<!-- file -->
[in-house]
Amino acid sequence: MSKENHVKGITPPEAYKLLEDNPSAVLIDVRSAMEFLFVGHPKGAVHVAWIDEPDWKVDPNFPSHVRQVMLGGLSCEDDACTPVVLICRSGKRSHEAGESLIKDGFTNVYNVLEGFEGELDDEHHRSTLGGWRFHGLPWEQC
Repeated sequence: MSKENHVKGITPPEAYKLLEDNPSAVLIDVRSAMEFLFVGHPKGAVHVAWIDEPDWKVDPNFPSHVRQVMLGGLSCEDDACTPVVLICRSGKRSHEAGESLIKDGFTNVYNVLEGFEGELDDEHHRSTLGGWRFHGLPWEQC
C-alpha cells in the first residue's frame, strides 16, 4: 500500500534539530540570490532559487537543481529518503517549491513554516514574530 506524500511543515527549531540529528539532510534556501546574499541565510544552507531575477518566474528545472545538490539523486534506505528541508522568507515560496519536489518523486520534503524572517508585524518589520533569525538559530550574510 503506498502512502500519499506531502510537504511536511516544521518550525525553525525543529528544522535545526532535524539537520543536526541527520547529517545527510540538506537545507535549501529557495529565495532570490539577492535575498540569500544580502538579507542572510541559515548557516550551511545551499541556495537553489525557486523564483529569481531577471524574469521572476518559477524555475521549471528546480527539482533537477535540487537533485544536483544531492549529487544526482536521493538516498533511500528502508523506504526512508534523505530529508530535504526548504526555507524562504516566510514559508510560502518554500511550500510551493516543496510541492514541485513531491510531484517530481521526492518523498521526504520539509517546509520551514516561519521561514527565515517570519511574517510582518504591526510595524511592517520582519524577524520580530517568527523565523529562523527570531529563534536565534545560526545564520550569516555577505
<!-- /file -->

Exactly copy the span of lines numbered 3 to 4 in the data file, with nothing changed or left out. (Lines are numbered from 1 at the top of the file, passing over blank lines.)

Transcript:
Repeated sequence: MSKENHVKGITPPEAYKLLEDNPSAVLIDVRSAMEFLFVGHPKGAVHVAWIDEPDWKVDPNFPSHVRQVMLGGLSCEDDACTPVVLICRSGKRSHEAGESLIKDGFTNVYNVLEGFEGELDDEHHRSTLGGWRFHGLPWEQC
C-alpha cells in the first residue's frame, strides 16, 4: 500500500534539530540570490532559487537543481529518503517549491513554516514574530 506524500511543515527549531540529528539532510534556501546574499541565510544552507531575477518566474528545472545538490539523486534506505528541508522568507515560496519536489518523486520534503524572517508585524518589520533569525538559530550574510 503506498502512502500519499506531502510537504511536511516544521518550525525553525525543529528544522535545526532535524539537520543536526541527520547529517545527510540538506537545507535549501529557495529565495532570490539577492535575498540569500544580502538579507542572510541559515548557516550551511545551499541556495537553489525557486523564483529569481531577471524574469521572476518559477524555475521549471528546480527539482533537477535540487537533485544536483544531492549529487544526482536521493538516498533511500528502508523506504526512508534523505530529508530535504526548504526555507524562504516566510514559508510560502518554500511550500510551493516543496510541492514541485513531491510531484517530481521526492518523498521526504520539509517546509520551514516561519521561514527565515517570519511574517510582518504591526510595524511592517520582519524577524520580530517568527523565523529562523527570531529563534536565534545560526545564520550569516555577505